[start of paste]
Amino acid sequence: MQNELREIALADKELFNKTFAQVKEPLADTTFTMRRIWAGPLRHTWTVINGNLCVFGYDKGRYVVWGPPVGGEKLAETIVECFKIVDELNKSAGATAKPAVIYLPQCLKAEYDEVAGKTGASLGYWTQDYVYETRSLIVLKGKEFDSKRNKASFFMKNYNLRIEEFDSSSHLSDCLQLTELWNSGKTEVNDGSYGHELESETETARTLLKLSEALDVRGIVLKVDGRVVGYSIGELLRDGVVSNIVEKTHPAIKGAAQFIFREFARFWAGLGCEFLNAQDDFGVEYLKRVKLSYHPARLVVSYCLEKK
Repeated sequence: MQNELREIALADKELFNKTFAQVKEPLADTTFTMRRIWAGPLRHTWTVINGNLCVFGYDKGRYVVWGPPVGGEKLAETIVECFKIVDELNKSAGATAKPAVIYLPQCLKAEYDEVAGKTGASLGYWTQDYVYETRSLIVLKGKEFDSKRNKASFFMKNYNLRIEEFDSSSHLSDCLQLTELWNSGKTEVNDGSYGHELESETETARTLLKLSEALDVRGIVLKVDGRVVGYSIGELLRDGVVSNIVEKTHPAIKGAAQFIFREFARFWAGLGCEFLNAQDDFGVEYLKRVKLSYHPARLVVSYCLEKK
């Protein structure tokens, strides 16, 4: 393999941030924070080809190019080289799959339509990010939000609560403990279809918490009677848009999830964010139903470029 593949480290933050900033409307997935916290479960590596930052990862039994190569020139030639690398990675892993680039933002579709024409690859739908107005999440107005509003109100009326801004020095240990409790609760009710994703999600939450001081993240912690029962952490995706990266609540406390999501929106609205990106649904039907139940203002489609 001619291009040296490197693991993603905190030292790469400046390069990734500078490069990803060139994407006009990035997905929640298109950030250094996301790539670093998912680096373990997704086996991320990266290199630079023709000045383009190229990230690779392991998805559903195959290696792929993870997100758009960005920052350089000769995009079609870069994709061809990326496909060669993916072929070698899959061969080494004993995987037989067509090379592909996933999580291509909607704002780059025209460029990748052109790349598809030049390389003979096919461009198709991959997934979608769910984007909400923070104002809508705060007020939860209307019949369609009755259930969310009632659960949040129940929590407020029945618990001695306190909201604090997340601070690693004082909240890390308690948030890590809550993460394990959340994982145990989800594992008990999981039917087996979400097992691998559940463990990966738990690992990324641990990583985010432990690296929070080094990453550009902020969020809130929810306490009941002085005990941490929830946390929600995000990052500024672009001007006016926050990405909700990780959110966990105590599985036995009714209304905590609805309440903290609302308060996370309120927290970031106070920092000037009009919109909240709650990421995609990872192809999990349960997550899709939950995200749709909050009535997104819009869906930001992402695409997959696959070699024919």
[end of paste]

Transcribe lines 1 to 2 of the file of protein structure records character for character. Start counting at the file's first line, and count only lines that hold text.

Amino acid sequence: MQNELREIALADKELFNKTFAQVKEPLADTTFTMRRIWAGPLRHTWTVINGNLCVFGYDKGRYVVWGPPVGGEKLAETIVECFKIVDELNKSAGATAKPAVIYLPQCLKAEYDEVAGKTGASLGYWTQDYVYETRSLIVLKGKEFDSKRNKASFFMKNYNLRIEEFDSSSHLSDCLQLTELWNSGKTEVNDGSYGHELESETETARTLLKLSEALDVRGIVLKVDGRVVGYSIGELLRDGVVSNIVEKTHPAIKGAAQFIFREFARFWAGLGCEFLNAQDDFGVEYLKRVKLSYHPARLVVSYCLEKK
Repeated sequence: MQNELREIALADKELFNKTFAQVKEPLADTTFTMRRIWAGPLRHTWTVINGNLCVFGYDKGRYVVWGPPVGGEKLAETIVECFKIVDELNKSAGATAKPAVIYLPQCLKAEYDEVAGKTGASLGYWTQDYVYETRSLIVLKGKEFDSKRNKASFFMKNYNLRIEEFDSSSHLSDCLQLTELWNSGKTEVNDGSYGHELESETETARTLLKLSEALDVRGIVLKVDGRVVGYSIGELLRDGVVSNIVEKTHPAIKGAAQFIFREFARFWAGLGCEFLNAQDDFGVEYLKRVKLSYHPARLVVSYCLEKK